INAUGURAL LAUNCH AND COMMUNITY CELEBRATION
Contact: Cathryn McGill FOR IMMEDIATE RELEASE
Phone: (505) 407-6784
Cell: (505) 681-7468
New Mexico Black Leadership Council
The New Mexico Black Leadership Council (NMBLC) is hosting an open house this Thursday, January 16th, to present an initiative aimed at building a viable and sustainable social profit sector for the local African American community. The function will happen from 4:30p-7:00p at the NMBLC offices at 1258 Ortiz Dr. SE in Albuquerque, southeast of Nob Hill. It will be led by founder Cathryn McGill and other council board members.
The purpose of the council is to directly address some of the prevalent issues and concerns in the black community. Using a hub-and-spoke model, the council has defined five areas to focus on:
- Cultural Vibrancy – tourism, artistry/creative expression, LGBTQ+ engagement
- Health – mental, physical, and financial wellness
- Positive Youth Development – Roots Conservatory, mentorship projects
- Advocacy & Civic Engagement – 2020 Census, violence intervention
- Leadership & Workforce Development – leaders’ townhall, internships, succession planning
Back in 2014, Cathryn was a part of a local research project funded, in part, by the Kellogg Foundation called AACETS (African American Community Economic Transformation Study). The result of AACETS led to three recommendations: establish a leadership development institute, build a communications network infrastructure, and create a hub organization to act as both a financial and capacity-building support base for the local African American community. The NMBLC is intended to fulfill the last of those recommendations.
Cathryn began organizing the council last fall when she realized that most community organizations are volunteer-led which meant, “You’re working with well-meaning people on nights and weekends, so you have competing priorities. In order for us to change the game for blacks in New Mexico, we need to have [people] whose job it is to go and address some of these prevalent social issues. It can’t be done with volunteer work; we can’t ask people to do it for free.”
Cathryn is joined on the council’s board by Shawna Brown, founder of Young Black Professionals of Albuquerque; Dr. Wanda Padilla, CEO of A Better Life Now; Antavius Greathouse, a professional financial planner; Dr. Stephanie McIver, founder of the NM Black Mental Health Coalition and Director of Counseling at UNM Student Health & Counseling Center; and Dr. Finnie Coleman, President of the UNM Faculty Senate, among other local black activists, intellectuals, and influencers. Cathryn welcomes participation with and on the council and is enthused by the local response so far. “We welcome everybody, from all walks of life. It’s been amazing what’s started to happen.”
In fact, there are plans to work in the future with other local groups like the long-established Office of African American Affairs (OAAA) and the newly-minted African American Chamber. In that way, the NMBLC would fulfill its capacity as part of a well-regarded study about “thriving community structures” which Cathryn references. The study notes that it’s necessary to have government, business, and nonprofit (social profit) sectors working in synch to affect sustainable, cohesive social change. The NMBLC hopes to interact with these other groups for the benefit of the entire local black community.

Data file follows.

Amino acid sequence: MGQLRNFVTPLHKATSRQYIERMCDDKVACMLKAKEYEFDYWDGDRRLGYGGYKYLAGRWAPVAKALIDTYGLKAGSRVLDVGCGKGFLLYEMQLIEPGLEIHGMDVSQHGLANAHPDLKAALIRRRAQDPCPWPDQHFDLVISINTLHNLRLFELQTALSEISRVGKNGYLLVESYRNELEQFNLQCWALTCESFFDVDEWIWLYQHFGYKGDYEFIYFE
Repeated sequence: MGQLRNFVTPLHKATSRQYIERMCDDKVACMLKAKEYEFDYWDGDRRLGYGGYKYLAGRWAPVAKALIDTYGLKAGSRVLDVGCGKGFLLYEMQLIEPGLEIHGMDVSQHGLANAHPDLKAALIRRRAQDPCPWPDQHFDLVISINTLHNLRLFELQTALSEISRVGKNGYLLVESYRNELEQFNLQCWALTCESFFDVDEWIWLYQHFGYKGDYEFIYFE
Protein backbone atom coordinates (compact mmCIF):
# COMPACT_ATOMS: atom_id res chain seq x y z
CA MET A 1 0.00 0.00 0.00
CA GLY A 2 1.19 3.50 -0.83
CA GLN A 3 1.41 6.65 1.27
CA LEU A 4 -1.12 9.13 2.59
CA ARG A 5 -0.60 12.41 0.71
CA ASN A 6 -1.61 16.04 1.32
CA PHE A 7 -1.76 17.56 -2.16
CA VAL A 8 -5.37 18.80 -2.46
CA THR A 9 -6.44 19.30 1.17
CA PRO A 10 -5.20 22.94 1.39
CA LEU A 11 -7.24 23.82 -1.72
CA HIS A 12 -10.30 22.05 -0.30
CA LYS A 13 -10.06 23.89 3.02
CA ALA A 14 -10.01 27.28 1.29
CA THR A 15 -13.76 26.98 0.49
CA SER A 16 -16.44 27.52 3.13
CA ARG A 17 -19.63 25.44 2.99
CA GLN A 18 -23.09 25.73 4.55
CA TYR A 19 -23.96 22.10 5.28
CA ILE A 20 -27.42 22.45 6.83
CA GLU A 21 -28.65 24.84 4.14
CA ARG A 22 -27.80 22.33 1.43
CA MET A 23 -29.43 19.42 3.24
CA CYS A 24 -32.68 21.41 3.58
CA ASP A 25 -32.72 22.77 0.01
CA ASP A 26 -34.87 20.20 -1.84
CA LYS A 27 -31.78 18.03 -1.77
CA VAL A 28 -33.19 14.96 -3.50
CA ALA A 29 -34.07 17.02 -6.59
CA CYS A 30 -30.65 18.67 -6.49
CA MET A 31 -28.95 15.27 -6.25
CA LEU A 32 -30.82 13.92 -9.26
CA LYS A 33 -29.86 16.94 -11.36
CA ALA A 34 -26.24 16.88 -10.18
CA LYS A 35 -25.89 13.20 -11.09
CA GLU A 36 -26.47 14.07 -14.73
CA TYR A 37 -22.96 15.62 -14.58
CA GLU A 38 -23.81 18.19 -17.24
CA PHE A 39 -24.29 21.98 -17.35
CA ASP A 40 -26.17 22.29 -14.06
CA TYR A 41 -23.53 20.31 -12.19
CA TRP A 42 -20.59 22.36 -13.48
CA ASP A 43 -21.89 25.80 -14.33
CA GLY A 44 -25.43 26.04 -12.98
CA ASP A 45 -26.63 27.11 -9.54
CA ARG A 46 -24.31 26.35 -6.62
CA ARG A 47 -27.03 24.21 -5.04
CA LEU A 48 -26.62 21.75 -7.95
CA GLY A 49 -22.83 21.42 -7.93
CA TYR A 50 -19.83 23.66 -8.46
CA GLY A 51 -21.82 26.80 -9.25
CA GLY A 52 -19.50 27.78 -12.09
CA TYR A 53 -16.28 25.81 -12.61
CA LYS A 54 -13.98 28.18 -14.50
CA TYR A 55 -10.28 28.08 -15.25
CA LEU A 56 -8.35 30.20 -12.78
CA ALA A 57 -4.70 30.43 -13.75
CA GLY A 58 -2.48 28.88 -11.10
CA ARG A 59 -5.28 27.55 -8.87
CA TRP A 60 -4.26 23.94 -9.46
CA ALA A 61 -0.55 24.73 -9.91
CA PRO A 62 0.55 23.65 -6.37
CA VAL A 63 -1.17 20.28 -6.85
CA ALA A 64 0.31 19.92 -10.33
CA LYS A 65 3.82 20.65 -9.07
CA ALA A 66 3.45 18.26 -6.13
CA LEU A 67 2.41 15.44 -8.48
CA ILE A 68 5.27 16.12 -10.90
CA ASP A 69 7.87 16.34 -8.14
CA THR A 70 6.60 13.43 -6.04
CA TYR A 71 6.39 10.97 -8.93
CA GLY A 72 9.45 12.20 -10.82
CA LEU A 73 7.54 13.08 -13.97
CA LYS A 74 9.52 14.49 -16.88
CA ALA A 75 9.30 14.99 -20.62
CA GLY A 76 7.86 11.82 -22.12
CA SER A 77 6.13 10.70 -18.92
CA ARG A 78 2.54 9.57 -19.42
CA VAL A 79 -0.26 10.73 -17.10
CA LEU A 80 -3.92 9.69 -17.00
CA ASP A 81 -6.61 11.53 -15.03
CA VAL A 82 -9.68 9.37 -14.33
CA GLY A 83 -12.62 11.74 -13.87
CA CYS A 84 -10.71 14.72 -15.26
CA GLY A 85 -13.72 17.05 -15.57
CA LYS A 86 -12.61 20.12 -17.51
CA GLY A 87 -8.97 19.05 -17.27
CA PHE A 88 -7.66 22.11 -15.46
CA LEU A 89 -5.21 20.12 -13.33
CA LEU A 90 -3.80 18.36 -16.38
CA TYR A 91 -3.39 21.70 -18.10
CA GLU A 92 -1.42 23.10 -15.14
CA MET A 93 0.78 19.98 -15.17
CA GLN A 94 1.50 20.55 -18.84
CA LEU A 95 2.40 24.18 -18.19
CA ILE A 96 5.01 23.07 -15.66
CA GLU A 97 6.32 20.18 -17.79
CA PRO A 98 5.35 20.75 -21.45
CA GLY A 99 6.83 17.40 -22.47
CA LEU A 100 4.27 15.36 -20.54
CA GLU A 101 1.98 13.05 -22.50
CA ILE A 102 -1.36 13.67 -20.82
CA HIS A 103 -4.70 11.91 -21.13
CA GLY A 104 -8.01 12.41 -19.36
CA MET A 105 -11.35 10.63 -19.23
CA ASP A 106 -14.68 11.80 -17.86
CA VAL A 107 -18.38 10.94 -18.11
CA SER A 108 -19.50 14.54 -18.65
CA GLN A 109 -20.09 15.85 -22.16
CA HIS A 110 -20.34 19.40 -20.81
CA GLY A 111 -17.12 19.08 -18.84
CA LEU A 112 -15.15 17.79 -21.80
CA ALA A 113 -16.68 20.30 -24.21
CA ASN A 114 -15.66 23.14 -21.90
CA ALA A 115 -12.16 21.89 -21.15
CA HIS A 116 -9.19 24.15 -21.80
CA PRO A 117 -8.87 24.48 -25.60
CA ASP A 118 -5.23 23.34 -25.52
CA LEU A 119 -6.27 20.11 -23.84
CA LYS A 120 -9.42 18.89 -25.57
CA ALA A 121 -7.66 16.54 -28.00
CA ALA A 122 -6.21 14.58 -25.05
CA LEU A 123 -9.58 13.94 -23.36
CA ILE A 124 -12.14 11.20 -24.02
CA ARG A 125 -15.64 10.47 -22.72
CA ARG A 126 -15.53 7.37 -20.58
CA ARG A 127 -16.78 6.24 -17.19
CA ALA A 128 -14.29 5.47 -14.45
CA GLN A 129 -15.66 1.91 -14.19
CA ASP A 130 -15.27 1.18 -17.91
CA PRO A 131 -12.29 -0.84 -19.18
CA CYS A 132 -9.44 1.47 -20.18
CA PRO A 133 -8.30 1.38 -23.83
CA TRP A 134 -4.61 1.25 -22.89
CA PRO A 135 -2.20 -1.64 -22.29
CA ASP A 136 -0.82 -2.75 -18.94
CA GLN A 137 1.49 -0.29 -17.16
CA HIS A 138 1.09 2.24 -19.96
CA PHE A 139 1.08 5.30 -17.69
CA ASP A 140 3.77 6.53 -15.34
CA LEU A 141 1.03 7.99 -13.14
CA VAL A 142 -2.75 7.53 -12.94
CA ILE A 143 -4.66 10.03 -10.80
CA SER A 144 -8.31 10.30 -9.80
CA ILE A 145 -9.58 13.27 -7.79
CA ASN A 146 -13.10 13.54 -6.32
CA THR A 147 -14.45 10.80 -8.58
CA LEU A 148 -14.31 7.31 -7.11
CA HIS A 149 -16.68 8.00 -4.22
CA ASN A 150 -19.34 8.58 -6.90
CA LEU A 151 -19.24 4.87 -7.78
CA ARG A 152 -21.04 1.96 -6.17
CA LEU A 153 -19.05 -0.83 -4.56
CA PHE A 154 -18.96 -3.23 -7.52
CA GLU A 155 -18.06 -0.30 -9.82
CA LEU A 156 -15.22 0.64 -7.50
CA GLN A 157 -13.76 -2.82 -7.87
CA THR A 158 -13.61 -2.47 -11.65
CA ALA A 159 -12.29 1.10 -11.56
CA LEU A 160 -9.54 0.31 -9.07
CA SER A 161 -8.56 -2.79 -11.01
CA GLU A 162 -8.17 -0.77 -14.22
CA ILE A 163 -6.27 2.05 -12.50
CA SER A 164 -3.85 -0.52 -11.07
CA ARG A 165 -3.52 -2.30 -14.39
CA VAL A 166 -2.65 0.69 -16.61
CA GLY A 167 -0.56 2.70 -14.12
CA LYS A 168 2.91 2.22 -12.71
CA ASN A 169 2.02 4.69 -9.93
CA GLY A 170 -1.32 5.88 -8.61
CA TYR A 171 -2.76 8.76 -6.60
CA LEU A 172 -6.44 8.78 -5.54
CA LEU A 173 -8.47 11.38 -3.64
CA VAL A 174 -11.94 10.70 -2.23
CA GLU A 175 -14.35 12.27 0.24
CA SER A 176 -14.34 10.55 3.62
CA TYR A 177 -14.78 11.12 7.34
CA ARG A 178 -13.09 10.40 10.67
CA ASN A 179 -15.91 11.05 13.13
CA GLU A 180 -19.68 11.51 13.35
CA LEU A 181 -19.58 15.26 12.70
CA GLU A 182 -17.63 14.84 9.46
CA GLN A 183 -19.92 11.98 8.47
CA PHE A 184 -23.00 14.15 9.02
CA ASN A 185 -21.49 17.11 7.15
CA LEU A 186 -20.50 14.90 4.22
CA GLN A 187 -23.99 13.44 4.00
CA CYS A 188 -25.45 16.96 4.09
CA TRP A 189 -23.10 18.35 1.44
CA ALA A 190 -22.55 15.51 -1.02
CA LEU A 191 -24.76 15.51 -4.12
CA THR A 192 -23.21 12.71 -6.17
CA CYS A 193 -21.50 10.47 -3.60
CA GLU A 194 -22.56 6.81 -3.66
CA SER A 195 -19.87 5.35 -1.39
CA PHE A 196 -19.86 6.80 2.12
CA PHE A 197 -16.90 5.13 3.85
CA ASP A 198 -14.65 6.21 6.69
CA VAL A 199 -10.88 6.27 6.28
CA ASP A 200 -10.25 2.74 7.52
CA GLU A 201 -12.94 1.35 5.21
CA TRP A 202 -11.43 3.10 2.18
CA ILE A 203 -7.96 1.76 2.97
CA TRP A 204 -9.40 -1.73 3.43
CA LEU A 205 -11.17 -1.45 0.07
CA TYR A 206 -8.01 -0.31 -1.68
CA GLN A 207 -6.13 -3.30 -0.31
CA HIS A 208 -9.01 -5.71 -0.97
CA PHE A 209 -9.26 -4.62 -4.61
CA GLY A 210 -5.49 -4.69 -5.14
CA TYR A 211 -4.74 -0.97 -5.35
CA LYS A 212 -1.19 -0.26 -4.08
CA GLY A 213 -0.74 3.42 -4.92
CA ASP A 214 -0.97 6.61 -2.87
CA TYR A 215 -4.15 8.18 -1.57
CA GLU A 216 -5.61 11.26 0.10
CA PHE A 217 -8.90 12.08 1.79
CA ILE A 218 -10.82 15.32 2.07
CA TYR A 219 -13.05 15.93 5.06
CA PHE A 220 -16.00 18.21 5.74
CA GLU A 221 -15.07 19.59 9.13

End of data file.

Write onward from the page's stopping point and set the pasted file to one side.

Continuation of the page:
Besides youth development programs, Cathryn notes another “hot-button issue” is mental and behavioral health of African Americans. “We have to start talking about our mental health issues. Because of [what] we’ve experienced, we’re dealing with depression, with anxiety, and with the trauma of racism inflicted on us by racist policies and being invisible. We’re trying to make the invisible visible.”
Which brings up another crucial concern for the NMBLC—the US Census. A Census projected-participation graph recently distributed by Governor Lujan-Grisham’s office left black New Mexicans out of consideration in what’s arguably the most important sociopolitical experience impacting the next decade. The graph was meant to address Census outreach, compliance, and engagement for historically under-served communities, but black New Mexicans were nowhere to be found on it. Cathryn, who serves on the Albuquerque-Bernalillo County Complete Count Committee, asks “If every person counts,” then why weren’t black New Mexicans on the graph? The NMBLC’s response to this persistent negation is to work hard to “convince black people that our participation in the Census is about justice. It doesn’t have to do with helping the government, but helping yourself.”
The road has been long for many of the council’s board members, but the goals are clear. “We’ve been focusing on deficits and we’re now focusing on asset-based strategies. We’re not going to people saying ‘Give us money because we’re black,’” Cathryn insists. “We’re saying ‘We’ll have what they’re having.’ What you’ve been doing for other communities, we expect you to do for us based on our merit,” as a community.
Cathryn and the council want the NMBLC to incite “interventions in the community which aren’t transactional and discrete but transformational,” so that action is taken on the above-mentioned topics, from the Census to behavioral health, to children’s literacy.
Cathryn notes that, “Because of the prevalent tricultural narrative, black New Mexicans have been left out of the political, social, and cultural landscape, just as a matter of course. But there’s been no organized strategic effort to say we must change that narrative and shift the focus so that it includes everyone.” With the efforts of the NMBLC and its allies, Cathryn hopes to affect that change.
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If you’d like more information about the NM Black Leadership Council, or to schedule an interview with Cathryn McGill, please call (505) 407-6784 or email firstname.lastname@example.org